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Nature and adventure

Stargazing spots in the Canary Islands

 

Pitch up at these amazing sites and get ready to view a world of wondrous astronomic delights.

When the sun melts away for another day and the sky transforms into an inky abyss, turn your head upwards to marvel at what lies above you. Stargazing might not be top of your to-do list while holidaying in the Canaries but if you’re looking for something different to do with your evenings, it’s the perfect activity!

The skies above the Canary Islands are known as some of the cleanest and calmest in the whole of Europe, thanks to the small amount of light pollution and constant trade winds that keep big cloud formations at bay.

As night falls, watch the dark sky fill with thousands of sparkling stars. Pack a blanket, grab your binoculars and prepare to be amazed!

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Parque Nacional del Teide, Tenerife

Not only does it feature the highest mountain in all of Spain, but this UNESCO-listed national park in Tenerife encompasses nearly 200 square metres of unique Mars-like landscape.

From its privileged position around 2,700 metres above sea level, you can see meteor showers, the Milky Way and 83 of the 88 officially recognised constellations!

Observatorio del Roque de los Muchachos, La Palma

If you’re wanting to explore a little further afield, hop on the ferry from Tenerife to the neighbouring island of La Palma. This northern-most Canary Isle is home to a state-of-the-art telescope complex that delivers enchating views of the galaxy shimmering above.

The observatory sits at the highest point on the island, reaching an impressive 2,400m above sea level into the sky. Fancy visiting? You’ll need to book at least a day in advance.

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Corralejo Dunes, Fuerteventura

These vast, desert-like dunes stretch for around seven miles and are one of the best spots in the archipelago to experience the magical night skies.

Leave Fuerteventura’s bustling resorts and lit-up towns behind and head out on a stargazing tour across the dunes. Expert astronomers will point out various constellations across the sky and you might even catch a glimpse of the moon and Jupiter through a telescope!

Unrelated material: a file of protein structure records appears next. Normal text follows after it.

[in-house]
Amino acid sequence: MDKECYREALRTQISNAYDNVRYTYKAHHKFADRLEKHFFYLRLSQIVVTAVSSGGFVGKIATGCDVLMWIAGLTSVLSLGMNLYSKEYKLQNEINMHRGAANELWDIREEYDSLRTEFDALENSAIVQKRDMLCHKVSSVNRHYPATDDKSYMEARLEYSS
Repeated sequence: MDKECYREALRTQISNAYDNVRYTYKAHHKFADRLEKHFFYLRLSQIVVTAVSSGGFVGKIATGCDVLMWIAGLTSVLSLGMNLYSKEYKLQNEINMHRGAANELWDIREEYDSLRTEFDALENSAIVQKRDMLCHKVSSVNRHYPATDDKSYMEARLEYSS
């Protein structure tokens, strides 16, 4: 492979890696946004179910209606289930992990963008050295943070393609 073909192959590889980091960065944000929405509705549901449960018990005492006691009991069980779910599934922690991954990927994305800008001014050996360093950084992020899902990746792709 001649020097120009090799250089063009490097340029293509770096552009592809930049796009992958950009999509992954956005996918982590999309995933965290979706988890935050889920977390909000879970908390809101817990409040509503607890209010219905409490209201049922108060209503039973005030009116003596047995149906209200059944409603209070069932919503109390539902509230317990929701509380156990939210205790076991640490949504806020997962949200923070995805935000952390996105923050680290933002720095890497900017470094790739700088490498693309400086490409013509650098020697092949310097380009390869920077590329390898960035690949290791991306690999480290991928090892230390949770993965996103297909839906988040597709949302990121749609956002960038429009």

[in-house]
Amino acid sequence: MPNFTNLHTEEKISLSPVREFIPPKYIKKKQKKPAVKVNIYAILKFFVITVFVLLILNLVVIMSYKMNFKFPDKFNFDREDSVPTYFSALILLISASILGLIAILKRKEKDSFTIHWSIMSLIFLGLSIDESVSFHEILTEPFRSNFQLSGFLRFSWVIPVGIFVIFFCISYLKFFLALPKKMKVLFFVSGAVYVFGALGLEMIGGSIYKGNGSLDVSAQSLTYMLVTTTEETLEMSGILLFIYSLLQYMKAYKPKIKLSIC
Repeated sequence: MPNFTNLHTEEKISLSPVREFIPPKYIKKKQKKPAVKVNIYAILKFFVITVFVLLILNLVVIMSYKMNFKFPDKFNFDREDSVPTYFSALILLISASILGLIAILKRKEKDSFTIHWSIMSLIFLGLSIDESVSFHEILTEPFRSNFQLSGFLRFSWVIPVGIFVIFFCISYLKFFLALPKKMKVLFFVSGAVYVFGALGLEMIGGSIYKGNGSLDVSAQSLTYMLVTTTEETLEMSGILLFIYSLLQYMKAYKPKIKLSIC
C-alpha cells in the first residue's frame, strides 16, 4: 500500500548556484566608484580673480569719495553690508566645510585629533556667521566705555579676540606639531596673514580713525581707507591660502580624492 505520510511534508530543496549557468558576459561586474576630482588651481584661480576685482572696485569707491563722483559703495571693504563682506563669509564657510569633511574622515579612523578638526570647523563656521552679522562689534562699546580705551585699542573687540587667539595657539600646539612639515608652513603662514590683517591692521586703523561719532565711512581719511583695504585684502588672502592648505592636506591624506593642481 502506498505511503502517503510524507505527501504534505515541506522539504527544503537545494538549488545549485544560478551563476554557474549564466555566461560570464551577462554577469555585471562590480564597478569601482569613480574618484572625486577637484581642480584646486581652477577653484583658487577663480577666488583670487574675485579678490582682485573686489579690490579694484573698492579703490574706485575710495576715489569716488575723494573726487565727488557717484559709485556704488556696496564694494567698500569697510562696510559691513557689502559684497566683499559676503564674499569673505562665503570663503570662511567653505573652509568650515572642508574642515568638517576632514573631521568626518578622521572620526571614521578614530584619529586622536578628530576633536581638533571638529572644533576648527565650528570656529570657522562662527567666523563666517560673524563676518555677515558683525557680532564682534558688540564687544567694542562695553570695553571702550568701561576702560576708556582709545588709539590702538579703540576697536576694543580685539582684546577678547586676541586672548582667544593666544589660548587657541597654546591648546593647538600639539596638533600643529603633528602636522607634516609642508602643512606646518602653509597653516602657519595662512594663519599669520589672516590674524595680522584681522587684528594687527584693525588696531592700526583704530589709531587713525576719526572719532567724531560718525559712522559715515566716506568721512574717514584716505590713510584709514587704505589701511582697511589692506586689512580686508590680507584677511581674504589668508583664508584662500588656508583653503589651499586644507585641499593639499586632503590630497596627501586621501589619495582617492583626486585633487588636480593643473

Peñas del Chache, Lanzarote

Found on the north coast, Peñas del Chache is the highest peak in Lanzarote. It’s well away from light interference and at 670m-high, you’ll feel like the stars are almost within touching distance.

If you’re visiting during the summer months, keep an eye out for Sagitarius and Scorpios lighting up the sky. These constellations are easy to spot as one is shaped like a teapot and the other looks like a long-tailed scorpion.

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Tefía Observatory, Fuerteventura

Want to stargaze with the experts? In the centre of this island, you’ll find Tefía Observatory, with a dome and a professional telescope that’ll give you the best chance of spotting some spectacular stars.

Stop by on a Friday and you might catch the Fuerteventura Astronomy Group meeting up to view the night sky.

El Palmar, Tenerife

Make a beeline for the El Palmar viewpoint, which sits on Tenerife’s north-west edge. Huge ravines in the rocky mountain landscape create a unique frame for admiring the stars. The sky is so clear here, you don’t even need binoculars to see the stars!

Look closer and you might spot the magnificent Milky Way stretching across the sky alongside the Rosette Nebula and Orion constellations.

Presa de las Niñas, Gran Canaria

Surrounded by gorgeous greenery in the centre of the island, this remote spot is definitely one to tick off your wish list. It’s a bit rocky underfoot but once you arrive at the main viewpoint, the tricky journey will certainly have been worth it.

If you’re planning on making the most of these clear skies and staying until sunrise, there’s plenty of space to park your car alongside a campsite with barbecues.

Posted: 5th Jun 2019.

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